A little wonky. OK, a LOT wonky! A little seersuckery. A little bouclé-ish. But it’s soft and warm and light. The Stashbuster Blanket will make a great addition to the winter wool pile on our bed and then transition to a lightweight summer cover. Wool is the very best fibre to sleep in. It breathes and wicks moisture and is self-adjusting to the ambient temperature. Works fine for the sheep, doesn’t it? Works for me too.
I’m quite interested in what people sleep on and under. It seems as if our little homemade bed would be too small for most people these days. It’s a standard full/double bed size but somehow Thom and I don’t seem to clash in the middle of the night. (Maybe nearly 47 years of practice? And we aren’t particularly large or tall.) Also unlike most people, I like my blankets heavy and tucked in tightly, a cool room and a window open. And obviously we both like lots of pillows! The top ones do end up on the floor at bedtime.
So this was yet another one of my slow projects. I actually started way back in November 2016 but stopped winding the warp after just one of the six 50-strand sections. Finally took it up again last fall absolutely determined to finish. To recap, the yarns were all various ancient balls and skeins that had been lurking around the studio for eons. Some are actual blanket yarns, a lot were leftovers from other projects or spinning samples. I used the heavier plied yarns for warp, winding no more than one or two ends before switching to a different one. The weft yarns are singles and all of the yarns except the accent ones were overdyed in a dark green acid dye to meld all the disparate colours into something more harmonious. That used up some old dyes too.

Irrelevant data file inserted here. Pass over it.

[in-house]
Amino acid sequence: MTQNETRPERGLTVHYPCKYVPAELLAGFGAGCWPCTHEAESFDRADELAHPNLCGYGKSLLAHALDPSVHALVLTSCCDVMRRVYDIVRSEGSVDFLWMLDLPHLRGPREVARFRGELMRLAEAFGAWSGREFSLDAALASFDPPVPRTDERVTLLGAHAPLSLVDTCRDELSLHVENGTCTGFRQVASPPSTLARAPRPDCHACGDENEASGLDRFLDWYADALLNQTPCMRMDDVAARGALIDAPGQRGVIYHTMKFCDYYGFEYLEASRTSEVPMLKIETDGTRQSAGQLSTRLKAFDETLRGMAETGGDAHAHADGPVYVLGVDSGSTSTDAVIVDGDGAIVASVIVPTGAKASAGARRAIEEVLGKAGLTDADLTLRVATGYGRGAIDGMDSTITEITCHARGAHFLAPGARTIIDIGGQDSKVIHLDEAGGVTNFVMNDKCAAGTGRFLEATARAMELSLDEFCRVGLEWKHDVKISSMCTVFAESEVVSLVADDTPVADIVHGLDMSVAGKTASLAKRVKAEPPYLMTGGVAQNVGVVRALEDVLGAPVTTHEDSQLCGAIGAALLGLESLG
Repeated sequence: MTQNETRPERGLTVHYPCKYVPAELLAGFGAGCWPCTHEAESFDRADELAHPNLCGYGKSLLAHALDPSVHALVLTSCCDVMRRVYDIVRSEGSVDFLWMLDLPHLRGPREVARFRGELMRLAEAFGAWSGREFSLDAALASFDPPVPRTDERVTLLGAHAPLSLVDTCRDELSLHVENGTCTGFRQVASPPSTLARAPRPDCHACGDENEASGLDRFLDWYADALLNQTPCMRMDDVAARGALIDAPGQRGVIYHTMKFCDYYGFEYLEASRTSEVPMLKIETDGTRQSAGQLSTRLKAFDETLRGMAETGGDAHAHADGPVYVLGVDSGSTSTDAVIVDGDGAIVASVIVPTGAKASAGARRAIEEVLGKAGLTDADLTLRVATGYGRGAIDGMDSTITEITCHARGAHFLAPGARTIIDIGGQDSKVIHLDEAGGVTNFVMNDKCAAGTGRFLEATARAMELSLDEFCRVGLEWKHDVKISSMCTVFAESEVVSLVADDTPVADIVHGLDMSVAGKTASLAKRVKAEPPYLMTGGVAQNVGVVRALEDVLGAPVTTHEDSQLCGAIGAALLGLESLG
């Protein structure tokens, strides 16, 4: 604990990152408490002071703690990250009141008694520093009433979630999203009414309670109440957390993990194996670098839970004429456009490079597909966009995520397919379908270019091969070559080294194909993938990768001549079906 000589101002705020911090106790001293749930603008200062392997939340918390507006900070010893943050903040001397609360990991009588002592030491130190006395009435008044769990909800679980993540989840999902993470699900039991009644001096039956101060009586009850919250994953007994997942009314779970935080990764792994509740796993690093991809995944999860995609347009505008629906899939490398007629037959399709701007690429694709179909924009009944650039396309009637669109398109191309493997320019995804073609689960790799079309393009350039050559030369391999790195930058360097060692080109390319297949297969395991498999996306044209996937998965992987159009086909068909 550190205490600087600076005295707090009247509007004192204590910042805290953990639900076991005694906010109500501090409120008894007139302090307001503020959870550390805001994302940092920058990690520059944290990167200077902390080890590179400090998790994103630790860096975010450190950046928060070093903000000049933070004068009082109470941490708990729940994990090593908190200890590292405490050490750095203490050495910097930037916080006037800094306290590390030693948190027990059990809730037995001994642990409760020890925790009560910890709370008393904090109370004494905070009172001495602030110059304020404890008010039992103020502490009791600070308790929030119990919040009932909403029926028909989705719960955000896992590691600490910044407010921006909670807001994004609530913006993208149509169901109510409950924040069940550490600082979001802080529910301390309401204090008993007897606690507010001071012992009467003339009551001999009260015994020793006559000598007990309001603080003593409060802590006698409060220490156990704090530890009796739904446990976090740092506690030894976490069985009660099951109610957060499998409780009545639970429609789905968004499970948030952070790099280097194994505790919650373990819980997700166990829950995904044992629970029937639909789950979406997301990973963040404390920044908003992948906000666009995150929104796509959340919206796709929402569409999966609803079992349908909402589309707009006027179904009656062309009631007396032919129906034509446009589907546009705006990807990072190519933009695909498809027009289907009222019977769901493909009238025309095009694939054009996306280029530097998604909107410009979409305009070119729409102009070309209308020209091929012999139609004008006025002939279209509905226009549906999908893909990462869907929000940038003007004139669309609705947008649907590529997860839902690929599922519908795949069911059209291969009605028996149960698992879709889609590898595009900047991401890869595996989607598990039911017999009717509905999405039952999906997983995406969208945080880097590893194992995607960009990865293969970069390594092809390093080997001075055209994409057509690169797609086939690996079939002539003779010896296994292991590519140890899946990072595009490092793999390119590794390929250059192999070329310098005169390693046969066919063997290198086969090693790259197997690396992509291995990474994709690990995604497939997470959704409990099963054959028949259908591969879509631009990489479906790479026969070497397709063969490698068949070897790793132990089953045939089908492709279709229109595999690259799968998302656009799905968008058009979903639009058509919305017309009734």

The warp was 300 ends 11 yards long and sett at 8 ends per inch and the weft was beaten in at (mostly) 10 picks per inch. Except the accent stripes which I beat in much harder so they would show up better. After the piece came off the loom I cut three 120” sections and pressed and pinned 3/4” hems in the ends right away before they had a chance to unravel. The sections were laced together through the selvedges to attach them and I think it makes a very flat and nearly invisible join. The hems were slip-stitched with the weft yarn.
To finish the blanket I put them in the washing machine with hot water and lots of Orvus and let it agitate for awhile, checking often to make sure I hadn’t gone too far. You can always full a cloth some more but you can’t reverse the process! Then I spun it out, rinsed in lukewarm water, spun it out again and hung it up in the basement to dry. It shrunk quite a lot: a full 21% in the weft direction and a more normal 15% in the warp direction. The final measurements are 88”W X 98”L (223.5 cm X 249 cm). Luckily that still fits our regular-sized double bed with enough to tuck in. Because the fabric is still pretty lumpy, I then decided to steam press it to even it out as much as possible. Which wasn’t much!
Perfection wasn’t really my goal anyhow. I just wanted to reduce the bags of random balls of really elderly wool and have another bed cover. It will probably spend most of its time layered between other blankets anyhow so nobody will see it then but me when I make the bed. Did I mention that this project only used up maybe 2/3 of that heap of yarns? Not quite the perfect stashbuster either. But the stash is a full 5-1/2 lbs lighter than it was. And today I vacuumed up the most amazing collection of green dust bunnies in my studio. Or maybe that was Dust Godzillas! They were huge! They were everywhere. But I conquered them with a secret weapon - the Dyson. Yay!
Now onto the next project.